4) To keep the older Ms educationally occupied while you work with the younger ones, you can also borrow audio books from your local library--both "chapter books" and picture books with "go-along" tapes.

5) If, during the 90 minutes the twins are napping, you can manage to fit in 10 minutes apiece with each of the older three on either reading skills or, for Maddy, language development activities, you'll definitely see encouraging progress. Hopefully, on more days than not, they'll also be able to fit in some math work for another 10 minutes or so.

And that really is enough "school" for now as they are already learning many of the other lessons taught in the primary grades--things like taking turns, taking care of their environment (cleaning up their messes!), treating others respectfully, and conflict resolution.

6) Be aware that putting the older ones into school isn't going to give them any more individualized attention and you could see a resurgence of the "large groups of people stress me" and "no one's noticing ME" behaviors from M-2.

7) And please, please, whatever you decide to do, please make sure that they are competent readers before they start school!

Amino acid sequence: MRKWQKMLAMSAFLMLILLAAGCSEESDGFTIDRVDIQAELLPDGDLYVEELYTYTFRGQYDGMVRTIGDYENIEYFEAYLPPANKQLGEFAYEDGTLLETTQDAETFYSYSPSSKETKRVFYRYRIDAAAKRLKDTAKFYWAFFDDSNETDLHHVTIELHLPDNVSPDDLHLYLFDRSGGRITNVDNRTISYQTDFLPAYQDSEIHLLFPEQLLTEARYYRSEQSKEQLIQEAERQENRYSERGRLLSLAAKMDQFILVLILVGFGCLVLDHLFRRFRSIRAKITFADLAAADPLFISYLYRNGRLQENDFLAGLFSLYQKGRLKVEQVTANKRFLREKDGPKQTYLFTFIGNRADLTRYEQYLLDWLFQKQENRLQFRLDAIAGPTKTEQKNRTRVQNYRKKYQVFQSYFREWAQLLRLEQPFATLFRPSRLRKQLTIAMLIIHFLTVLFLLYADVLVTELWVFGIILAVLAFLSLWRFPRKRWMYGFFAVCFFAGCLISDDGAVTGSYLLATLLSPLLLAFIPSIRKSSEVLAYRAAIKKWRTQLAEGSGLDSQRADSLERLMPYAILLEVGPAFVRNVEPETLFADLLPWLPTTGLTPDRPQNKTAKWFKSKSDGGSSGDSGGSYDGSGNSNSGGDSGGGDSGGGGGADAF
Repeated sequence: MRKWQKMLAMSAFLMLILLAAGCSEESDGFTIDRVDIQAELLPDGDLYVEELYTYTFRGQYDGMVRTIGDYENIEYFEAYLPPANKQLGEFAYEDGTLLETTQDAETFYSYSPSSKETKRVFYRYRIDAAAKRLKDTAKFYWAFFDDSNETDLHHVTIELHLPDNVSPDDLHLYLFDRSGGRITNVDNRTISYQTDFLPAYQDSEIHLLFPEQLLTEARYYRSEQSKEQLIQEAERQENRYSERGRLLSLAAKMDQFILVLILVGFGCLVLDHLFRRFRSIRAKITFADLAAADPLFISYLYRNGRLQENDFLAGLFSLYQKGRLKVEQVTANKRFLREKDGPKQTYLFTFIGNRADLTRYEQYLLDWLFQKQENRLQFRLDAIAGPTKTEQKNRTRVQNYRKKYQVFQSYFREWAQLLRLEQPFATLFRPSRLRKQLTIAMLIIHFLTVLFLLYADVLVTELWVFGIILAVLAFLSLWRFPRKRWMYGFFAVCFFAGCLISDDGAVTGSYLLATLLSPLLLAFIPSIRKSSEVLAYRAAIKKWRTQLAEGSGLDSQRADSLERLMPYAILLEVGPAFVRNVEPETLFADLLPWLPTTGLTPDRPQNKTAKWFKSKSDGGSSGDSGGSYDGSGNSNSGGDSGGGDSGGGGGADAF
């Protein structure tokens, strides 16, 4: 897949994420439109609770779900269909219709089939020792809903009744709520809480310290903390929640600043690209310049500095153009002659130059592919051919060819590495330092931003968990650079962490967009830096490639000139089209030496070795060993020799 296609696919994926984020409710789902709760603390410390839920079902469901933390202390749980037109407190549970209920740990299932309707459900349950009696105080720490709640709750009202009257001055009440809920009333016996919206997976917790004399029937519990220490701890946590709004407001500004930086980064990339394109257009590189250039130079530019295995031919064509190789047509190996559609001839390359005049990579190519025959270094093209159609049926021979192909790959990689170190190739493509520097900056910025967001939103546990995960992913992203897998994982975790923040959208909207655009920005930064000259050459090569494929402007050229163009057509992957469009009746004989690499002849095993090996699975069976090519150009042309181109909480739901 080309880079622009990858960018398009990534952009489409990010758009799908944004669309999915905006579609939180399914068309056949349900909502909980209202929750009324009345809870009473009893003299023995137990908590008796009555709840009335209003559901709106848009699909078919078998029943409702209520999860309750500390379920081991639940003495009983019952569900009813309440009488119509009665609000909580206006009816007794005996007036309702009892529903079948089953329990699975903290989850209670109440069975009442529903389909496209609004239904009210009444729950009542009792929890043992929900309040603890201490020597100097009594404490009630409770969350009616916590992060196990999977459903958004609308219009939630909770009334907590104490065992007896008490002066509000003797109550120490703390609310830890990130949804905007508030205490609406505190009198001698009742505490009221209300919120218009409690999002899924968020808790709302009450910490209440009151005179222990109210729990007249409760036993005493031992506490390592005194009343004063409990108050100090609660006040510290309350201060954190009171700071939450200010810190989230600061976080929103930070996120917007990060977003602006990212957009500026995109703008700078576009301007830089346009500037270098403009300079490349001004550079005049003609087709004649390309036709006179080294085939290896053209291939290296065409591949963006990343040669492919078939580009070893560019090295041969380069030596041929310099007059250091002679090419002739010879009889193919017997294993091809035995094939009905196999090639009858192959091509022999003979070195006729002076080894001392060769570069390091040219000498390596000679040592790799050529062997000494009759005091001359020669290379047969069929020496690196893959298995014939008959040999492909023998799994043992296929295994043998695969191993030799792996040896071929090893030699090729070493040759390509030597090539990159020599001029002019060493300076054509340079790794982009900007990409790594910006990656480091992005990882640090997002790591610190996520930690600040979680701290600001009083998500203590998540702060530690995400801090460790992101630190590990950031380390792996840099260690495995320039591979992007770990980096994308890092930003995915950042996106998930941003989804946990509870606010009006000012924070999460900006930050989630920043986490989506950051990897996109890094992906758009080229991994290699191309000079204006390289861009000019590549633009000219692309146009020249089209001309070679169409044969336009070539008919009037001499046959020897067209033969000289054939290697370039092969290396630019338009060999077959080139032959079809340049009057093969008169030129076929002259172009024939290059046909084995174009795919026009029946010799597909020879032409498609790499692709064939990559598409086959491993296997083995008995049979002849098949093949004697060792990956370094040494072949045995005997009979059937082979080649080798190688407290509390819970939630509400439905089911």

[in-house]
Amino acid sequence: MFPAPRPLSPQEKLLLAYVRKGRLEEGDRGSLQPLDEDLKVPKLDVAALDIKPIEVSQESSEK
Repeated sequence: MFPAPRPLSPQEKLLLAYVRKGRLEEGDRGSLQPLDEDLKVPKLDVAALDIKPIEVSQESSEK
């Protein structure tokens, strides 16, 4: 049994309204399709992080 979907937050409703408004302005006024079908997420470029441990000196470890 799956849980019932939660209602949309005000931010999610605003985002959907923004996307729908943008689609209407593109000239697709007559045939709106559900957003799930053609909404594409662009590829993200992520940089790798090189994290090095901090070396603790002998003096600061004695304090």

Sending lots of hugs your way...and wishing there were some way I could be of practical help during this challenging season of your life. (sigh)


Cheryl said...

See this is the thing - homeschooling IS another job. 1st grade is more work than K in any case. I do not think simply doing some reading is enough at all. (though yes - even if they were put in school - I would continue to work with them on reading at home!)

There is math, phonics, handwriting, plus we are required to start teaching social studies and about Canada.

Yes - I work with all three older M's while the babies nap - but it isn't enough. Even if I can keep babies occupied while I more with older ones and vice versa - that still doesn't address the housework, cooking, laundry....

Allan already works more than a full-time job and yet has to come home and help me play catch up on housework. The quality of our meals goes WAY down when I'm spending time working on school. Either that or I"m up until 1am doing housework and cooking.

Cheryl said...

I also wanted to add that I really appreciate the thought out responses and the different perpectives.